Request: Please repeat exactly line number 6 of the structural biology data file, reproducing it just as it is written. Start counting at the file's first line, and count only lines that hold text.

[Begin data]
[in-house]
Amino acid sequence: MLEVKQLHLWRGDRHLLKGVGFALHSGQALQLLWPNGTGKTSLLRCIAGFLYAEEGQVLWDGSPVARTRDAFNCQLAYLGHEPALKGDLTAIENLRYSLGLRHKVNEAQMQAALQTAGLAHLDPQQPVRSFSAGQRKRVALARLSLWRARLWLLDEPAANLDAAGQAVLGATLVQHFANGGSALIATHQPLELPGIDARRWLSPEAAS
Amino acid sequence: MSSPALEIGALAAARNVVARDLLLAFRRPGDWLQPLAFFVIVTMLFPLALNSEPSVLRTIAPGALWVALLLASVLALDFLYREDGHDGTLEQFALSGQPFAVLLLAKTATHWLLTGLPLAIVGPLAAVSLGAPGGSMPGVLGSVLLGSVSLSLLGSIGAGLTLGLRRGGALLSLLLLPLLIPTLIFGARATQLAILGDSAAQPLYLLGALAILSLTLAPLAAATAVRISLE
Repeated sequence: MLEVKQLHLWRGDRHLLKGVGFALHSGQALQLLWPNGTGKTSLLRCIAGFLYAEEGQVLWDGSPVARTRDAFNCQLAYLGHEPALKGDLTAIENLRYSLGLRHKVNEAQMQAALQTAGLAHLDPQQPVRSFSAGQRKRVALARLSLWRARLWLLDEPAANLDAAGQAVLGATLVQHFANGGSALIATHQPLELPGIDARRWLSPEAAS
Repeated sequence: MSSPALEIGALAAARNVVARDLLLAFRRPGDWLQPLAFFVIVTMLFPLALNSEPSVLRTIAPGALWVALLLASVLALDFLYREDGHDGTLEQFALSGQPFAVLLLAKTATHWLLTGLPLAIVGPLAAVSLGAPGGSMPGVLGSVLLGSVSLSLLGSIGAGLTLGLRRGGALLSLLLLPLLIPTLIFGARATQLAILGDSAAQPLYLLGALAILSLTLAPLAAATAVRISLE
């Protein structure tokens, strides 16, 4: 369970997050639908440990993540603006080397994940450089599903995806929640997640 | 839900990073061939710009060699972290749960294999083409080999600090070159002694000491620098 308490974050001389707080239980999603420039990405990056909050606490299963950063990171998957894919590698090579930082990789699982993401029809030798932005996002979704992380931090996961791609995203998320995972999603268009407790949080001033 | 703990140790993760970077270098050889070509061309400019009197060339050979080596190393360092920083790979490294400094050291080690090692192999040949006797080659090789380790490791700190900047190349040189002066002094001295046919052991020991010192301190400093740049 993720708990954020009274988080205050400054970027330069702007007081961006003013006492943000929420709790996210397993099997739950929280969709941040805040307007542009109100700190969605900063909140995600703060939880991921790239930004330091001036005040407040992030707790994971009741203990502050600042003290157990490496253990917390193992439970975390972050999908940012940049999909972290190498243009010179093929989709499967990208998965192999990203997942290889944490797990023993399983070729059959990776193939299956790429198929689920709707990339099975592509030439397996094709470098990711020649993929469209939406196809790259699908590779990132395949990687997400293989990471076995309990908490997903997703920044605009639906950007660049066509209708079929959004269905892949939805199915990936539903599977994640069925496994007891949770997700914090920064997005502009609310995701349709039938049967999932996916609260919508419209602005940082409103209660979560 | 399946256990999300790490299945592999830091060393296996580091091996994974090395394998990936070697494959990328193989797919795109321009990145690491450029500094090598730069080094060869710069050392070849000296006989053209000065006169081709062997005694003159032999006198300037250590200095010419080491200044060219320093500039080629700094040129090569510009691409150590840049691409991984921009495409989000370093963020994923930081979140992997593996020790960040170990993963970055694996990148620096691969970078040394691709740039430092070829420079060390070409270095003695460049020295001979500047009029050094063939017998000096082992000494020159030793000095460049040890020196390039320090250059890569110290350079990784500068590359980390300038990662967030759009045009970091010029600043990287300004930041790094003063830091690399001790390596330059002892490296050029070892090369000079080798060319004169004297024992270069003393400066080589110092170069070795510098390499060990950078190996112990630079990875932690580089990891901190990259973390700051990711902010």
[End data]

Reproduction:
């Protein structure tokens, strides 16, 4: 369970997050639908440990993540603006080397994940450089599903995806929640997640 | 839900990073061939710009060699972290749960294999083409080999600090070159002694000491620098 308490974050001389707080239980999603420039990405990056909050606490299963950063990171998957894919590698090579930082990789699982993401029809030798932005996002979704992380931090996961791609995203998320995972999603268009407790949080001033 | 703990140790993760970077270098050889070509061309400019009197060339050979080596190393360092920083790979490294400094050291080690090692192999040949006797080659090789380790490791700190900047190349040189002066002094001295046919052991020991010192301190400093740049 993720708990954020009274988080205050400054970027330069702007007081961006003013006492943000929420709790996210397993099997739950929280969709941040805040307007542009109100700190969605900063909140995600703060939880991921790239930004330091001036005040407040992030707790994971009741203990502050600042003290157990490496253990917390193992439970975390972050999908940012940049999909972290190498243009010179093929989709499967990208998965192999990203997942290889944490797990023993399983070729059959990776193939299956790429198929689920709707990339099975592509030439397996094709470098990711020649993929469209939406196809790259699908590779990132395949990687997400293989990471076995309990908490997903997703920044605009639906950007660049066509209708079929959004269905892949939805199915990936539903599977994640069925496994007891949770997700914090920064997005502009609310995701349709039938049967999932996916609260919508419209602005940082409103209660979560 | 399946256990999300790490299945592999830091060393296996580091091996994974090395394998990936070697494959990328193989797919795109321009990145690491450029500094090598730069080094060869710069050392070849000296006989053209000065006169081709062997005694003159032999006198300037250590200095010419080491200044060219320093500039080629700094040129090569510009691409150590840049691409991984921009495409989000370093963020994923930081979140992997593996020790960040170990993963970055694996990148620096691969970078040394691709740039430092070829420079060390070409270095003695460049020295001979500047009029050094063939017998000096082992000494020159030793000095460049040890020196390039320090250059890569110290350079990784500068590359980390300038990662967030759009045009970091010029600043990287300004930041790094003063830091690399001790390596330059002892490296050029070892090369000079080798060319004169004297024992270069003393400066080589110092170069070795510098390499060990950078190996112990630079990875932690580089990891901190990259973390700051990711902010």